Movie Review: Pankh (2010)

0 Stars (out of 4)

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Normally, I don’t write reviews of movies I don’t finish, but I’m making an exception for Pankh. I had to stop the DVD after 30 minutes, because director Sudipto Chattopadhyay’s ceaselessly spinning and rotating camera gave me motion sickness.

Pankh is Chattopadhyay’s first directorial effort, under the banner White Feather Arthouse Films. Chattopadhyay seems to think making an “art” movie is little more than a license to disregard the rules of competent filmmaking and get away with stuff the censor board would normally disallow.

The movie’s story is fractured into flashbacks and dream sequences that interrupt the flow of the action set in the present. The story revolves around a young man named Jerry (Maradona Rebello). When he was a child, Jerry’s mother, Mary (Lilette Dubey), tried to foist her own dreams of screen stardom onto her son, making him appear in movies dressed as a girl under the stage name “Baby Kusum.”

As an adult, Jerry predictably struggles with his sexual and gender identities. He seeks refuge in a fantasy world where he meets with a glamorous screen diva, played by Bipasha Basu.

The dream sequences are the most physically unsettling parts of the movie. In one, the camera, trained on Basu, rotates on a pivot while simultaneously tilting from side-to-side, like a rocking boat. I got dizzy watching it and turned the DVD off.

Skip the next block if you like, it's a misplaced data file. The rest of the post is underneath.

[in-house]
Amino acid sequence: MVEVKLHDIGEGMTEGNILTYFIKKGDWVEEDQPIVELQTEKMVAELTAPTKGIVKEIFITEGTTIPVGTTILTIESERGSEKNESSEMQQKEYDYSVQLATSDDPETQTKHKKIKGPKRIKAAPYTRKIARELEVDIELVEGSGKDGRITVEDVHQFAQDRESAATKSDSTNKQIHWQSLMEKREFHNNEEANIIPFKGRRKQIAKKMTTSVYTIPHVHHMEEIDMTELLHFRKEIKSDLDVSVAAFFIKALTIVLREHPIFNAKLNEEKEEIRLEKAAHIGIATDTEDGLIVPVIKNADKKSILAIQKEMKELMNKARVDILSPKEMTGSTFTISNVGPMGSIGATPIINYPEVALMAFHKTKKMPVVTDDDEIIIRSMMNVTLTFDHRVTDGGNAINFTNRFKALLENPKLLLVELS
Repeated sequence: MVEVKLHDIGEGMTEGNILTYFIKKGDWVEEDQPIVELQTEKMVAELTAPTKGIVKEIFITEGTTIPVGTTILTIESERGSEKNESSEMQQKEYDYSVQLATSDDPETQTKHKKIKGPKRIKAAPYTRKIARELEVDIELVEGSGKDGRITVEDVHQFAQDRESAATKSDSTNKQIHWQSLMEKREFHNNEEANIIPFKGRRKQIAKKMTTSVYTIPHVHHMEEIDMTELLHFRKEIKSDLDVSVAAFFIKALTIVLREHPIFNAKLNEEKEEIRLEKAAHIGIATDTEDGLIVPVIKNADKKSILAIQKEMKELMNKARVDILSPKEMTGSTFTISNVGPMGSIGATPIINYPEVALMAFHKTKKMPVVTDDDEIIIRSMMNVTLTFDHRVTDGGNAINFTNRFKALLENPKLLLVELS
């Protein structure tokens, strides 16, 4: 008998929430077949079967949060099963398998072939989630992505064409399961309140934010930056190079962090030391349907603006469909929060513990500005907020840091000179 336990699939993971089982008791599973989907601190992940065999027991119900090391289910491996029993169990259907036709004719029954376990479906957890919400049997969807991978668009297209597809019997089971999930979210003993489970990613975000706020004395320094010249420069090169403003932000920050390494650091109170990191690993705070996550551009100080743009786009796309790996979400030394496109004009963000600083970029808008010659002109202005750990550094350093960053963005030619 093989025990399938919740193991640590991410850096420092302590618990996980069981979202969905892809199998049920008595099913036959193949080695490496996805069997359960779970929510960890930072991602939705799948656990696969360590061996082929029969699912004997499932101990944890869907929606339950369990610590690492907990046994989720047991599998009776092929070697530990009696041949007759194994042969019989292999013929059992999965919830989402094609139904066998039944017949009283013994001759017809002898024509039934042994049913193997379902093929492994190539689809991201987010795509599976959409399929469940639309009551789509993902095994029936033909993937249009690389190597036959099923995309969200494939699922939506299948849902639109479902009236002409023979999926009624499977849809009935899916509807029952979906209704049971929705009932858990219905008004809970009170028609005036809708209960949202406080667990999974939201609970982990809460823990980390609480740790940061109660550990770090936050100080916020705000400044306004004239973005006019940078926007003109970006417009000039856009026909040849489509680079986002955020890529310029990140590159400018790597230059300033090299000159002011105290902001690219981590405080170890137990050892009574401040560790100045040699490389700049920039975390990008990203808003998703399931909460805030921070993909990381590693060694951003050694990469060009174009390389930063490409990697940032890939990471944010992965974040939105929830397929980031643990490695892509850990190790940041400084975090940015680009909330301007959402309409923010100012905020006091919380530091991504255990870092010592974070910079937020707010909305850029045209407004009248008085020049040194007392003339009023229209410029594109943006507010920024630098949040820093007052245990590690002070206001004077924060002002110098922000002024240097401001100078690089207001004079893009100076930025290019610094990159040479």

But stupid camera techniques are used in the present day scenes as well. At one point, as Jerry talks to an old acquaintance, the camera is turned 90 degrees to the left. Jerry’s face is visible in the top right corner of the screen, while his body is off camera. All that’s visible of his friend is the top of his head in the bottom left corner of the screen.

I could forgive the nauseating camera work if it had a point. In The Blair Witch Project, the shaky handheld camera shots were supposed to make it feel like a documentary. Chattopadhyay uses the camera the way he does in Pankh just because he can.

Chattopadhyay tries to make Pankh edgier with somewhat scandalous content. Jerry smokes and does drugs. Characters swear profusely in English, and their Hindi curse words are bleeped. In one fantasy scene, Jerry is depicted as Jesus carrying a cross. Jerry and another male character are shown masturbating.

As a filmmaker, Chattopadhyay is like the 13-year-old boy left home alone, trying to get away with doing as many “adult” things as possible before his parents return. There’s no maturity to his attempts at edginess. I can only imagine how painful — physically and emotionally — it would’ve been to endure the final 70 minutes of Pankh.


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